Lyme disease tick, the black-legged or deer tick, Ixodes scapularis, is found in the Neartic region (Canada, USA and Mexico). In the USA Ixodes scapularis transmits Lyme disease, human granulocytic anaplasmosis, babesiosis and possibly Powassan Encephalitis.

Ixodes scapularis
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Genome analysis of major tick and mite vectors of human pathogens

Ticks and mites (subphylum Chelicerata: class Acari) transmit a greater variety of human and animal pathogens than any other arthropod vector. Tick- and mite-borne diseases are global health problems caused by a variety of bacterial, viral and protozoan pathogens, which are responsible for significant morbidity and thousands of human deaths annually. The incidence of many tick-borne diseases is increasing worldwide - many are emerging zoonoses or exotic diseases that could be introduced to the U.S.


The annotation of the Ixodes genome is a collaboration between VectorBase, JCVI with support from the Broad Institute. Each group generated a set of gene predictions which were merged into a single canonical set (IscaW1.1). The merging strategy will be described in the genome paper (in preparation).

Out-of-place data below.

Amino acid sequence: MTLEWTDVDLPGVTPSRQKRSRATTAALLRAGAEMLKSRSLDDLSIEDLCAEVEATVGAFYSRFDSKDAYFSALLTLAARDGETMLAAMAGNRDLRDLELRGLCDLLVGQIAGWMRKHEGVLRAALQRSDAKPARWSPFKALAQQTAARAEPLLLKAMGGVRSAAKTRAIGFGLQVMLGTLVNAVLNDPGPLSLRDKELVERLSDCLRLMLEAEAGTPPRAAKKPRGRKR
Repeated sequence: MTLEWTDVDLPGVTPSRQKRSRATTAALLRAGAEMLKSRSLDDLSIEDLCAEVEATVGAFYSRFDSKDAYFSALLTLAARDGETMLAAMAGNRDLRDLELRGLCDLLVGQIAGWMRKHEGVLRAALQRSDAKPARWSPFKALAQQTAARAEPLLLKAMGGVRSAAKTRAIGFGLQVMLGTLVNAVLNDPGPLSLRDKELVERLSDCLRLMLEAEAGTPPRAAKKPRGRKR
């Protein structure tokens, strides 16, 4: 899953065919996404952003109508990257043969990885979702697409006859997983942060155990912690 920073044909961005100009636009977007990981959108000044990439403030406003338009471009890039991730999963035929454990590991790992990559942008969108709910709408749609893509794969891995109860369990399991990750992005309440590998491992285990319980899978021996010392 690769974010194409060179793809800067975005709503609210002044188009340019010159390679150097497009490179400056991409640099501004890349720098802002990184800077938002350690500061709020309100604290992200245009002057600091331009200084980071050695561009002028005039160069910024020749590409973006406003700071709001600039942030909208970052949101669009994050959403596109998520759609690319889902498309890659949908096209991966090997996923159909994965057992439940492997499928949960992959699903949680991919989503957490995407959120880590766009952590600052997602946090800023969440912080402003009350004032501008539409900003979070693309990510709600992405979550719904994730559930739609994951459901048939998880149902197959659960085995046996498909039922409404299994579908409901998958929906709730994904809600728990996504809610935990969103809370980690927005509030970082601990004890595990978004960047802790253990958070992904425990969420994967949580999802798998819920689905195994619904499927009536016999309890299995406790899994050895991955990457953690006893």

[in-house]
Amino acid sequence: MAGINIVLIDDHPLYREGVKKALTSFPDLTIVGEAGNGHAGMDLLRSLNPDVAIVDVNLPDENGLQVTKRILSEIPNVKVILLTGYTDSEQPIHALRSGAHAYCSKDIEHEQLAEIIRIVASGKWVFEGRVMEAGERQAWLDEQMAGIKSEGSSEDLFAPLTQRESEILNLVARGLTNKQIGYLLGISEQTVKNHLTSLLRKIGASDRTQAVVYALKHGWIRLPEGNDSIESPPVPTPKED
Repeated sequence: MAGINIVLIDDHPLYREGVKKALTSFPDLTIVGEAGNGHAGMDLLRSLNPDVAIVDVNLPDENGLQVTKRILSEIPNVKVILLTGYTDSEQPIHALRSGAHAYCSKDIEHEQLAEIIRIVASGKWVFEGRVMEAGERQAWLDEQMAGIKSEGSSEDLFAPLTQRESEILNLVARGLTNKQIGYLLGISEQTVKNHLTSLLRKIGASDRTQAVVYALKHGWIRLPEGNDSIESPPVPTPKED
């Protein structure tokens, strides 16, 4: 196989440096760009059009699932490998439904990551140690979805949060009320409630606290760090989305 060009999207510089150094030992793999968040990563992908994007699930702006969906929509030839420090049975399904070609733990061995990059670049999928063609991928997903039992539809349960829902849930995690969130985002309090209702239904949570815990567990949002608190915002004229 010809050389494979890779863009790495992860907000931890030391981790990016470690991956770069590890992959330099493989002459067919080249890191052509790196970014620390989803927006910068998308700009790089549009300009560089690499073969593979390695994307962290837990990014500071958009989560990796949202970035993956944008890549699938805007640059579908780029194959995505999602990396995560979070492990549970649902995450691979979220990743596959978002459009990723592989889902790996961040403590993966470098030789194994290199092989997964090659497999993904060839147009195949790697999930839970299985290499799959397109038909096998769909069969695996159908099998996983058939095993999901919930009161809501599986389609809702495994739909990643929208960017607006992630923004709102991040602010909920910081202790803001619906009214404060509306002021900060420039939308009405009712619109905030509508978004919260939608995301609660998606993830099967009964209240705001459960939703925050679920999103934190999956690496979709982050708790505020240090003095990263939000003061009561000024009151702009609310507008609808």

The Ixodes scapularis Wikel colony was established by Dr. S. Wikel (University of Connecticut Health Center) in 1996 using approximately 30 pairs of field collected adult male and female ticks from New York, Oklahoma and a Lyme disease endemic area of Connecticut. The colony has been continuously in-bred for approximatley twelve generations since establishment and has not been supplemented with field collected material. The colony is known to be a competent vector of various Borrelia burgdorferi (strains B31 and 297) and Babesia microti isolates. Dr. D.

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